Why I Didn’t Do Research In Your Area

[Note: This is a followup to my post last week about lessons I’ve learned in graduate school. The format is inspired by Tim Challies.]


Your field of research definitely sounds interesting. I really enjoyed taking that class, listening to that seminar talk, or reading a few of your most recent papers. I actually understood most of what you were talking about! Some of the techniques are quite clever, and you and your collaborators all seem really friendly.

You’re probably wondering why I didn’t end up joining you there. And you’re right to wonder — it would have been nice to collaborate with you, and I haven’t exactly found something else revolutionary to study instead. Well, it’s mostly because…

…you offered some motivation for working in this area, but then didn’t revisit it after showing me your results. It felt like you were using practical applications as a prop to check off a box, not as a real problem that needed to be solved. Where was that urgency to get back to the motivating example? Was your technique actually useful there, or were there further complications? Without that followup, it’s almost as if…

…you didn’t offer any practical applications at all. “It’s an art,” you said, quietly eliding the fact that only a handful of people will ever read many of your papers. That seemed an awfully wasteful route to take for me, given the very real problems we face today. Besides, the things you and others had managed to prove in this area didn’t seem like they had any relationship to anything remotely realistic. Maybe it’s because…

…you seem to be studying problems you could answer, not problems that accurately modeled any aspect of reality. It’s like the classic joke of the drunk looking for his keys under the streetlight, not because he dropped them there, but because that’s the only part of the street he could see. Your field seems to get palpably excited about getting ultra-precise answers to totally irrelevant questions. You use words that make it sound like you’re studying something actually useful, but the technical definition you get is completely unrelated. Meanwhile…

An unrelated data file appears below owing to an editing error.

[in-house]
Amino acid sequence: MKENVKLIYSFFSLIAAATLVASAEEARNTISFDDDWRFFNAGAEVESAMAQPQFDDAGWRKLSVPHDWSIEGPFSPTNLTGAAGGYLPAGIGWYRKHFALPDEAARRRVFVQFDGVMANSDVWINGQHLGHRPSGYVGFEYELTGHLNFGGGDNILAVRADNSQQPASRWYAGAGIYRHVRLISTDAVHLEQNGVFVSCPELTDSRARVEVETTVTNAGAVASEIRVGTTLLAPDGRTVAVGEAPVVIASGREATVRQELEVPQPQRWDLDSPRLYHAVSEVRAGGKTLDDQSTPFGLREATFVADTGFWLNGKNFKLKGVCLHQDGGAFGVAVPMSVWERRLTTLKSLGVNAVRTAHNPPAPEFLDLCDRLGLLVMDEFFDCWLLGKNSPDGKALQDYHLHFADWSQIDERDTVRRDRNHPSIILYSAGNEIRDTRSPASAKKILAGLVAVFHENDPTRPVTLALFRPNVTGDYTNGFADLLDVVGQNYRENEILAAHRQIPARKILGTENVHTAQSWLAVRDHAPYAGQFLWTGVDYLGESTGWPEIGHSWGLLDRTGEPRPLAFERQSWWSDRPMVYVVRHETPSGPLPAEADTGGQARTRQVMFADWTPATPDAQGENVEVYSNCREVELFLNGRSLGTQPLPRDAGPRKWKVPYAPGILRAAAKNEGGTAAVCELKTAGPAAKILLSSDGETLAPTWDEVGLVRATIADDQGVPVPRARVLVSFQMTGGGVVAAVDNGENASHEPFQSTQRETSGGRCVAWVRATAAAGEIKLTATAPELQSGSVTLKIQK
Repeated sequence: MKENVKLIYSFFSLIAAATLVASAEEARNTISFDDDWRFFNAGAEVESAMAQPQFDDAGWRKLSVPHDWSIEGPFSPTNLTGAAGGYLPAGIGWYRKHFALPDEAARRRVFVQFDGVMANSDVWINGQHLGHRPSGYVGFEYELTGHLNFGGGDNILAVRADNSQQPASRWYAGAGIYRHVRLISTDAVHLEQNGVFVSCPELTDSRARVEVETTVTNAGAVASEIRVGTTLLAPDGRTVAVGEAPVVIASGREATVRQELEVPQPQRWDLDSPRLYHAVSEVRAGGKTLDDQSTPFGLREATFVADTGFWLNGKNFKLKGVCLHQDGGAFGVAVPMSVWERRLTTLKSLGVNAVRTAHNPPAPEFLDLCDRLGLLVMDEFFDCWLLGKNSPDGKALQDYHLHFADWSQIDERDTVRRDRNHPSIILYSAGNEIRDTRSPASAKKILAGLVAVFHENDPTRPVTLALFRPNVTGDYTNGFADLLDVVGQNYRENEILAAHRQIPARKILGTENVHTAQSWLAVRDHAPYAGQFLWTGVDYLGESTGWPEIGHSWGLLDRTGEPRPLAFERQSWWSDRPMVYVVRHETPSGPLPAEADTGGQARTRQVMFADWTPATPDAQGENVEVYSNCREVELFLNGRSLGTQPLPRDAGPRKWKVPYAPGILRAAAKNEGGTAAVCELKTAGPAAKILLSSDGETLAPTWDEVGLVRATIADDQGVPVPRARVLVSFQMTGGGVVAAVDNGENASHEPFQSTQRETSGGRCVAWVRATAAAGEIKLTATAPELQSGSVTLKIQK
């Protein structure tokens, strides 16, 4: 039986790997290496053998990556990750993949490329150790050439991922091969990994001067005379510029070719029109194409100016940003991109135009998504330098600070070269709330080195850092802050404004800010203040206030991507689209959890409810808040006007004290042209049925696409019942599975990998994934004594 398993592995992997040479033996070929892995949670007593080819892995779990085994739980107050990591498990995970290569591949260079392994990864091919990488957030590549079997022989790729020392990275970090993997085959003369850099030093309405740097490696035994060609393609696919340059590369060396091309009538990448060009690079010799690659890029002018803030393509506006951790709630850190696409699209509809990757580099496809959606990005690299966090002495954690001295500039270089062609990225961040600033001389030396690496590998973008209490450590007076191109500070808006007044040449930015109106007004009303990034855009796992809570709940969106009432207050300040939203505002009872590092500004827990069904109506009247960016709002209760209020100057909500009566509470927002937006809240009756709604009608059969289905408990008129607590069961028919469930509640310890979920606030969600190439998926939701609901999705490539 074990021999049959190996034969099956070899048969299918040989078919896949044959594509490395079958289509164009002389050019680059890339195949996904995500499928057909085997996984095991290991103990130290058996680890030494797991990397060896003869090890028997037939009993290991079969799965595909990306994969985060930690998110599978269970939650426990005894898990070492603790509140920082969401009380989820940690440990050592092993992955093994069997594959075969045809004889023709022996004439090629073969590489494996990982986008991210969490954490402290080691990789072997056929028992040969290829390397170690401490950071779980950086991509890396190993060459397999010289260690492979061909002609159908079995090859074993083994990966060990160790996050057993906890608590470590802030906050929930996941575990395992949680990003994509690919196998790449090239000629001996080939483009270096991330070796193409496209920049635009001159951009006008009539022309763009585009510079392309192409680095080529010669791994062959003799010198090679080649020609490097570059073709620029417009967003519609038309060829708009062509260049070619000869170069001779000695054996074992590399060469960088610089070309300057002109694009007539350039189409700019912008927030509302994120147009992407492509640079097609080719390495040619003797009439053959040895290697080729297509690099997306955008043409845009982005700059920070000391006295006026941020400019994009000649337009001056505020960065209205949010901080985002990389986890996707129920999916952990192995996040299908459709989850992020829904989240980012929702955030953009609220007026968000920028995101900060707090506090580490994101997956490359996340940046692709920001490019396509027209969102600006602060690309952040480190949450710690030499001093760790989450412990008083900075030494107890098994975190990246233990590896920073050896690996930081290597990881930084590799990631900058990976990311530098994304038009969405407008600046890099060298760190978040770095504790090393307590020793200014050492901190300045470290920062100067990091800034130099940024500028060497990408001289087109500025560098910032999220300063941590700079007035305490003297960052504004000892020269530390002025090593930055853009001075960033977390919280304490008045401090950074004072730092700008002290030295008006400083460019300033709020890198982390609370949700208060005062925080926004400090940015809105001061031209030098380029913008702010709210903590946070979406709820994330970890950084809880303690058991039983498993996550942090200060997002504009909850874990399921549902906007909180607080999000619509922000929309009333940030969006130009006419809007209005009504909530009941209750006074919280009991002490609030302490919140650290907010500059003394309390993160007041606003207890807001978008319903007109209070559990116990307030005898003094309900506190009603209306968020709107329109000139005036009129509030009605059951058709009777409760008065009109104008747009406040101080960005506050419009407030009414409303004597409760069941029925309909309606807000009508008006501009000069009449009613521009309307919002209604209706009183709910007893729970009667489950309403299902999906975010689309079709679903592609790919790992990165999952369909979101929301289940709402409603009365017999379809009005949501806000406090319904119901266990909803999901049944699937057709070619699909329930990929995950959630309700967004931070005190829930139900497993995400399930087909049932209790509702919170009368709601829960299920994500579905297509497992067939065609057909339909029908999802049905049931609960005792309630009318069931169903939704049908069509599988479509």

…your fundamental problem seems basically impossible to solve. Any good research field needs both problems and the potential for solutions, and yours is decidedly missing the latter. Every paper seems to come up with a new idea for a way to tackle this fundamental problem, but no one is anywhere close to solving it in the level of generality we’d all want. Or maybe, to the opposite extreme…

…it sounded like you wanted to reinvent the wheel. While you were talking, I was able to find multiple Wikipedia articles addressing the problem you hoped to solve, and they even pointed to several existing solutions. By comparison, it sounded like you wanted to start over from scratch, and you didn’t even seem to be aware of this previous work. In fact…

…it seemed like all the big questions in the area were already answered. Most of the papers we heard about in that class were older than me, and the newer papers we read for our class projects seemed to just clean up some of the edge cases and side problems from previously-established work. And when I asked you…

…you actively discouraged me from joining the field. Actually, thanks, that was really helpful advice. I’d gotten the sense from one of my classes that this field was super useful and could end up making entire industries more efficient, and while I’m disappointed to hear that it’s just a curiosity that no one actually cares about, I’d rather know than now than to find out after working a year or two in this area.

Please don’t take any of this personally. I’m glad I got to learn about your field! At the very least, I had fun and some of the ideas might help me in whatever I do end up doing some day. And don’t worry; I’m not objecting to you continuing to do research in your area, as long as you still find it worthwhile. I just can’t get myself excited to work in an area without more than a glimmer of hope that I’ll be able to make a contribution that helps someone other than a fellow researcher down the road. I guess you could say I’m just not optimistic enough to make it in your field.

2 responses to “Why I Didn’t Do Research In Your Area

  1. Pingback: Stop Ignoring Impact Multipliers | The Christian Rationalist

  2. Pingback: Misconceptions of Math Grad School | The Christian Rationalist

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